Glen*: Do you have any idea how many CHEMICALS are in that fork you were about to PUT INTO YOUR MOUTH? You know how many hands probably have touched that fork you were about to put into your mouth?
Me: I…uh…I guess not…
Glen*: And you were gonna throw it away because it touched a few blades of GRASS for a FRACTION OF A SECOND???????
Me: *starting to eat my salad with that same fork*
About 5 minutes of silence go by as I eat my salad, though I was admittedly a little less hungry as a result of this conversation.
Then, Glen* reaches down and pulls up some grass and tosses it to the side.
Me: What did you do that for?
Glen*: That grass was no good anymore. The fork touched it.
*I changed Glenn’s name from “Glenn” to “Glen” to protect his identity and privacy.
May 11, 2013 § 12 Comments
Here’s why I love this comic strip very much.
One might read this and think its creators are saying, “Damn teenagers. They have no vocabulary. They never talk to us. They never TELL us anything.”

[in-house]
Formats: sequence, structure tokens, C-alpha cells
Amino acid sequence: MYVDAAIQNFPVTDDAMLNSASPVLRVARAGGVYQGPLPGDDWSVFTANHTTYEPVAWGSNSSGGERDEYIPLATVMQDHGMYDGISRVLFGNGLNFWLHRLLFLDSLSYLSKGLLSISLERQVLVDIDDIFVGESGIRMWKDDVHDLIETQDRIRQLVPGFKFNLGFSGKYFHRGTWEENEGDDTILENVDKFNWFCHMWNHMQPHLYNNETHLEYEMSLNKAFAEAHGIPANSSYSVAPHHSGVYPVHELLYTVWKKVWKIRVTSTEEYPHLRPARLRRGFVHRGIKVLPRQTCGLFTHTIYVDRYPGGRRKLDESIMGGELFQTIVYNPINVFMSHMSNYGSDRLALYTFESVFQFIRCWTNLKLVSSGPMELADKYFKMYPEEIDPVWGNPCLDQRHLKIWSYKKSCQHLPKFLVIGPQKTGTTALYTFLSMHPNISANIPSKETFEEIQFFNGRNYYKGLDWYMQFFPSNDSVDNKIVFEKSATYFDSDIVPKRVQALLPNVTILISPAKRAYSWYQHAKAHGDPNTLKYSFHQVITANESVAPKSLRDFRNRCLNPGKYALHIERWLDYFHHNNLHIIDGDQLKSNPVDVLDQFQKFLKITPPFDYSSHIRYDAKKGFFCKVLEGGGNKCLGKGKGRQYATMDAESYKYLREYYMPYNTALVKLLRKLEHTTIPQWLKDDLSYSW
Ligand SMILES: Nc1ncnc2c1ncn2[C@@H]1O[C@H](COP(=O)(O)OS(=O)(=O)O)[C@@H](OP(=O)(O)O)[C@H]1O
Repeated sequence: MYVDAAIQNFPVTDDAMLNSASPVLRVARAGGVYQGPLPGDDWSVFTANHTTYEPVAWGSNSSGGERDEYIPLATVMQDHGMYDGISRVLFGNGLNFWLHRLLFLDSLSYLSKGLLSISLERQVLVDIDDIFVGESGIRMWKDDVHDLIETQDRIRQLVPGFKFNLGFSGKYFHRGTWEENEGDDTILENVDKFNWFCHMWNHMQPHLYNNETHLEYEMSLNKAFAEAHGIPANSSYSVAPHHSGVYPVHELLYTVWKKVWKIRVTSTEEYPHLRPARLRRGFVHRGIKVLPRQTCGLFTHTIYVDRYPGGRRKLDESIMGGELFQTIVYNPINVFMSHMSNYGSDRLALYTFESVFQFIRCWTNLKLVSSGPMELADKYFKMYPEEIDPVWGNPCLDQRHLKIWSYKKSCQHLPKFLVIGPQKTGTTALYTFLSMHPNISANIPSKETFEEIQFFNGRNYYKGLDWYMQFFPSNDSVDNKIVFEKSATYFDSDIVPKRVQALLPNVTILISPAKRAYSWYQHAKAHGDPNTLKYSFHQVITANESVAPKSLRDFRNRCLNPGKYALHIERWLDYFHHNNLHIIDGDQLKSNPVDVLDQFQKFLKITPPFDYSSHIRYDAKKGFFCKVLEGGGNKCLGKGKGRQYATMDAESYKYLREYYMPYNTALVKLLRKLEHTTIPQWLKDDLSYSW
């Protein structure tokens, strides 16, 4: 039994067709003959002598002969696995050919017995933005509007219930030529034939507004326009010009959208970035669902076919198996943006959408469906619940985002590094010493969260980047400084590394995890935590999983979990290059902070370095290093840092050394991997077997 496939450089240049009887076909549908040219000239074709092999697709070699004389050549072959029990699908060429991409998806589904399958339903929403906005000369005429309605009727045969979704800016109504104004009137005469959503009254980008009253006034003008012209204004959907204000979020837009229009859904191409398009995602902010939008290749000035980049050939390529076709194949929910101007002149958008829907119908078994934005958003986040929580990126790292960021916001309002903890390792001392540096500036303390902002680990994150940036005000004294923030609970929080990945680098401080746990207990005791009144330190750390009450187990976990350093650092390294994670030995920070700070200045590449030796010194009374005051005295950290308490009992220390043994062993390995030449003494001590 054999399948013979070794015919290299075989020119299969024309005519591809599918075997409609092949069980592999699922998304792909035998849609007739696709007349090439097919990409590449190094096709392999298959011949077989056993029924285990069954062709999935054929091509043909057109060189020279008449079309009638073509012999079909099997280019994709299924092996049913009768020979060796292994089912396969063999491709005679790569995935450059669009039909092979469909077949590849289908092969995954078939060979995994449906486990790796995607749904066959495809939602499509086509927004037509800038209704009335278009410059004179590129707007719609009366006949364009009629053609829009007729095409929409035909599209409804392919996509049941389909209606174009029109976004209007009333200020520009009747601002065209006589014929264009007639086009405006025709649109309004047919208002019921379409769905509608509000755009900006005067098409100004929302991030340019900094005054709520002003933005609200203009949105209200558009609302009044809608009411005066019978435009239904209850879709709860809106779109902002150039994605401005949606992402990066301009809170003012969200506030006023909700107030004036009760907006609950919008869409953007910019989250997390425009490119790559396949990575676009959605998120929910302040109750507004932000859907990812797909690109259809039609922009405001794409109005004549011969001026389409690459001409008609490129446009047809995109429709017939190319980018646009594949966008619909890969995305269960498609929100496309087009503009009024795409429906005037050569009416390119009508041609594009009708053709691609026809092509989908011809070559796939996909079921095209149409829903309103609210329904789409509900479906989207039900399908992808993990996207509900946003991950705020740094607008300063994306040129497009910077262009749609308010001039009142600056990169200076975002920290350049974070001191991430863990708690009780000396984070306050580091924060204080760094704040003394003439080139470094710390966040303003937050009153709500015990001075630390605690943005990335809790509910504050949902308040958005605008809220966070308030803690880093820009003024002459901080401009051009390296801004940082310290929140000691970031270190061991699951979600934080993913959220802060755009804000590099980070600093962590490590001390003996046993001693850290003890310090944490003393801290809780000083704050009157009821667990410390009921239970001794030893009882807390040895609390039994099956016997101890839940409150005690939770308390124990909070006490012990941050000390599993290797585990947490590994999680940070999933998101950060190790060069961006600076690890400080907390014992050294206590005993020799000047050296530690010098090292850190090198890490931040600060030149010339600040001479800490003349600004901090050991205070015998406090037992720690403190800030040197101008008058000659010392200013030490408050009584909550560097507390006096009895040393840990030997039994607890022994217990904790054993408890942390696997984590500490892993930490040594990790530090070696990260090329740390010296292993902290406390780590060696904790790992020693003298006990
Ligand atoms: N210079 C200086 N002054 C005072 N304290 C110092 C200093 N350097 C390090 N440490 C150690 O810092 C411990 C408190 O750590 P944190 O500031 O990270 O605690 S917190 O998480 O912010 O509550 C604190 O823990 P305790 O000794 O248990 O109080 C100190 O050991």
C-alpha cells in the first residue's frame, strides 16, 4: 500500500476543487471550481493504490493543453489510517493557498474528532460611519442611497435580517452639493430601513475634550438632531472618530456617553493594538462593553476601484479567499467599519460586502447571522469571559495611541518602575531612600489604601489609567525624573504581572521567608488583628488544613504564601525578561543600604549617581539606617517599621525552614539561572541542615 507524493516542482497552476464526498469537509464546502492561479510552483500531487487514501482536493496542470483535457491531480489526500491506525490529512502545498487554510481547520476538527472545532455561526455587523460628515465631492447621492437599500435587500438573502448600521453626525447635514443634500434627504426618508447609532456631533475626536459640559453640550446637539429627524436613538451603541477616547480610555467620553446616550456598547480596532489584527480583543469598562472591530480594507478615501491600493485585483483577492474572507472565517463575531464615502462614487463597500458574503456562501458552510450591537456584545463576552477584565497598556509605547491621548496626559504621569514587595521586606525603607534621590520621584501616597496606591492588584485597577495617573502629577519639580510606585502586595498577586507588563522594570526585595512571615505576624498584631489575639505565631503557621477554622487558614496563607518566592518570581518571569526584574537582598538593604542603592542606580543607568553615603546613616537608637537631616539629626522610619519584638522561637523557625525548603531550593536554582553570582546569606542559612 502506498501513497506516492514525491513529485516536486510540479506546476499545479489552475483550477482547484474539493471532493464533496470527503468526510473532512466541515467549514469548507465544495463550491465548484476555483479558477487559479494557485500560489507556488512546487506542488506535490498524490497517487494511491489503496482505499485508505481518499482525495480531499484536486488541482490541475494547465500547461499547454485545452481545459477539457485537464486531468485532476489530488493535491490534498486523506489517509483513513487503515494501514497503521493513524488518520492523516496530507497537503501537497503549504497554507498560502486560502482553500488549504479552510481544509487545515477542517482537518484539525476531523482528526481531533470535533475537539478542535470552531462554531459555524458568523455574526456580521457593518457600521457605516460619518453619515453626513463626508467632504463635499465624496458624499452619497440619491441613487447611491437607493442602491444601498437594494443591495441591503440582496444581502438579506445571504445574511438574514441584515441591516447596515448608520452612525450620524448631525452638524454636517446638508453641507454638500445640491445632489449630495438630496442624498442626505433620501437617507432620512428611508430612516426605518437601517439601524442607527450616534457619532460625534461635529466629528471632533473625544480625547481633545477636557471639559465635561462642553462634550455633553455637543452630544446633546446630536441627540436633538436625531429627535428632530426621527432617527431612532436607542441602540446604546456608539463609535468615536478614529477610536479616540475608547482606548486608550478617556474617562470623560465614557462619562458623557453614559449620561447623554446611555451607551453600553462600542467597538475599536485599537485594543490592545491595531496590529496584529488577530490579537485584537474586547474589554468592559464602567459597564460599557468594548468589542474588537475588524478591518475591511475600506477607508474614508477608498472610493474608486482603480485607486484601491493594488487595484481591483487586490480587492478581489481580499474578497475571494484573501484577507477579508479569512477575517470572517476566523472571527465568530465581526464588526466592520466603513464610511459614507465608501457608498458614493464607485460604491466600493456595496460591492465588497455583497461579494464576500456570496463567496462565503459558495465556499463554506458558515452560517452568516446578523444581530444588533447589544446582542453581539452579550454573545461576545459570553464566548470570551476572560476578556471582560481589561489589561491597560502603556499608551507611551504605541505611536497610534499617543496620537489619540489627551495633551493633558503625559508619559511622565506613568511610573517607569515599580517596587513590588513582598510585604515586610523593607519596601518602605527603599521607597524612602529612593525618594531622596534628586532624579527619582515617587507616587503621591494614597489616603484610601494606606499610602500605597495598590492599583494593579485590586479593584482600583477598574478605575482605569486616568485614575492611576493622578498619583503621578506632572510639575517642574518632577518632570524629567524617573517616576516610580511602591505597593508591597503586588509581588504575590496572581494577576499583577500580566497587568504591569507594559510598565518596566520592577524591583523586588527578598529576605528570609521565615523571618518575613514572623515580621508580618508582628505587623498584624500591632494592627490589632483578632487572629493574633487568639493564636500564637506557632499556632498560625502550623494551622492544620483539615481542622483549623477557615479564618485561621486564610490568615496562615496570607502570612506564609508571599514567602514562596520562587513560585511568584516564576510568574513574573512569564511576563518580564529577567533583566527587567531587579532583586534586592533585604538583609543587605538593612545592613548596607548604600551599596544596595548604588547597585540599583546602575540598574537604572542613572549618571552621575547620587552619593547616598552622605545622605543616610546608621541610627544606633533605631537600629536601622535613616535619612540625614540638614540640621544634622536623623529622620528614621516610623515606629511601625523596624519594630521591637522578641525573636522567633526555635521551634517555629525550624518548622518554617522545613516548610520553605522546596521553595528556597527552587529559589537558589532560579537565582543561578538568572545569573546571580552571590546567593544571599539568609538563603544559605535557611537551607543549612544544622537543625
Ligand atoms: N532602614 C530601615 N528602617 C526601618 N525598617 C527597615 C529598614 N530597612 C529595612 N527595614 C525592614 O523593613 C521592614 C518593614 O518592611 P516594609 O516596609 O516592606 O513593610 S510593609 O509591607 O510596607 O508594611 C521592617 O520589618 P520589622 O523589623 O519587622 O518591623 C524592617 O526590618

I see something completely different in this comic strip.
1. Teenagers are moody.
2. Teenagers have trouble figuring out what’s bothering them.
3. Even if they know what’s bothering them, they have trouble articulating it.
4. Parents should keep their questions simple. Like, “Trouble?”
5. Teenagers still need shoulders and hugs, even if their arms hang limp at their sides when their heads are on your shoulder while you’re hugging them.
6. Teenagers still need their parents to say “Poor Baby,” sometimes.
7. What parents think is the start of a conversation is often what the teenager thinks is the end of one.
8. Parents need to do less than they think to be of help to their kids. I mean, look at this comic. All the mom says is, “Trouble?” and “Poor Baby,” and the teen is smiling and eating an apple again.
9. As with so many things in life, less is more.
10. I need to join a chapter of Overanalyzers Anonymous.
11. Teenagers need their parents. And so do certain 43-year-olds who live in Baltimore.
Have a beautiful and easy Mother’s Day, from everyone here at The Worthington Pos!t (*cough* okay, it’s just me – I’m the only one here *cough*)